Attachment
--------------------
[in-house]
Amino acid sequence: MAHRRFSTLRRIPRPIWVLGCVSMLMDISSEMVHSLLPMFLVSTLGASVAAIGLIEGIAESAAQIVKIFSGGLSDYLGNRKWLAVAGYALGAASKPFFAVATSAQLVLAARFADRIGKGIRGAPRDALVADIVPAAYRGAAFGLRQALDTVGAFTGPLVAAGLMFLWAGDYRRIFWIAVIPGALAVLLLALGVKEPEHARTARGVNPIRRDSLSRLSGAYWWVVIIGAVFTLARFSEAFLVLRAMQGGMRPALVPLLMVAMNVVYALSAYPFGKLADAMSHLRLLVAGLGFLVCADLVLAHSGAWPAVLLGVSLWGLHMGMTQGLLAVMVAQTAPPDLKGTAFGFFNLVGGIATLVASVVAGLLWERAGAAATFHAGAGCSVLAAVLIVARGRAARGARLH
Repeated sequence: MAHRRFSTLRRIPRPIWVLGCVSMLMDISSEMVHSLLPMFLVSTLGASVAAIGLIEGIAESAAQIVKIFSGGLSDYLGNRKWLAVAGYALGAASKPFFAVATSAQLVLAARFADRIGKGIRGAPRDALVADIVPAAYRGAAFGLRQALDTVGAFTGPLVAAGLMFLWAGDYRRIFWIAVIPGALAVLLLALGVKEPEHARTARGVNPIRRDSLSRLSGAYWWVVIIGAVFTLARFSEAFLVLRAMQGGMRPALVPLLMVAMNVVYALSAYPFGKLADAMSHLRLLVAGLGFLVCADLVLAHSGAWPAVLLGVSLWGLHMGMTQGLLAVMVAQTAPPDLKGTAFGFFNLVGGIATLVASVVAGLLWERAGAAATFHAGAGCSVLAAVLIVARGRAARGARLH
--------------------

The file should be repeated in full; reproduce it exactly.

[in-house]
Amino acid sequence: MAHRRFSTLRRIPRPIWVLGCVSMLMDISSEMVHSLLPMFLVSTLGASVAAIGLIEGIAESAAQIVKIFSGGLSDYLGNRKWLAVAGYALGAASKPFFAVATSAQLVLAARFADRIGKGIRGAPRDALVADIVPAAYRGAAFGLRQALDTVGAFTGPLVAAGLMFLWAGDYRRIFWIAVIPGALAVLLLALGVKEPEHARTARGVNPIRRDSLSRLSGAYWWVVIIGAVFTLARFSEAFLVLRAMQGGMRPALVPLLMVAMNVVYALSAYPFGKLADAMSHLRLLVAGLGFLVCADLVLAHSGAWPAVLLGVSLWGLHMGMTQGLLAVMVAQTAPPDLKGTAFGFFNLVGGIATLVASVVAGLLWERAGAAATFHAGAGCSVLAAVLIVARGRAARGARLH
Repeated sequence: MAHRRFSTLRRIPRPIWVLGCVSMLMDISSEMVHSLLPMFLVSTLGASVAAIGLIEGIAESAAQIVKIFSGGLSDYLGNRKWLAVAGYALGAASKPFFAVATSAQLVLAARFADRIGKGIRGAPRDALVADIVPAAYRGAAFGLRQALDTVGAFTGPLVAAGLMFLWAGDYRRIFWIAVIPGALAVLLLALGVKEPEHARTARGVNPIRRDSLSRLSGAYWWVVIIGAVFTLARFSEAFLVLRAMQGGMRPALVPLLMVAMNVVYALSAYPFGKLADAMSHLRLLVAGLGFLVCADLVLAHSGAWPAVLLGVSLWGLHMGMTQGLLAVMVAQTAPPDLKGTAFGFFNLVGGIATLVASVVAGLLWERAGAAATFHAGAGCSVLAAVLIVARGRAARGARLH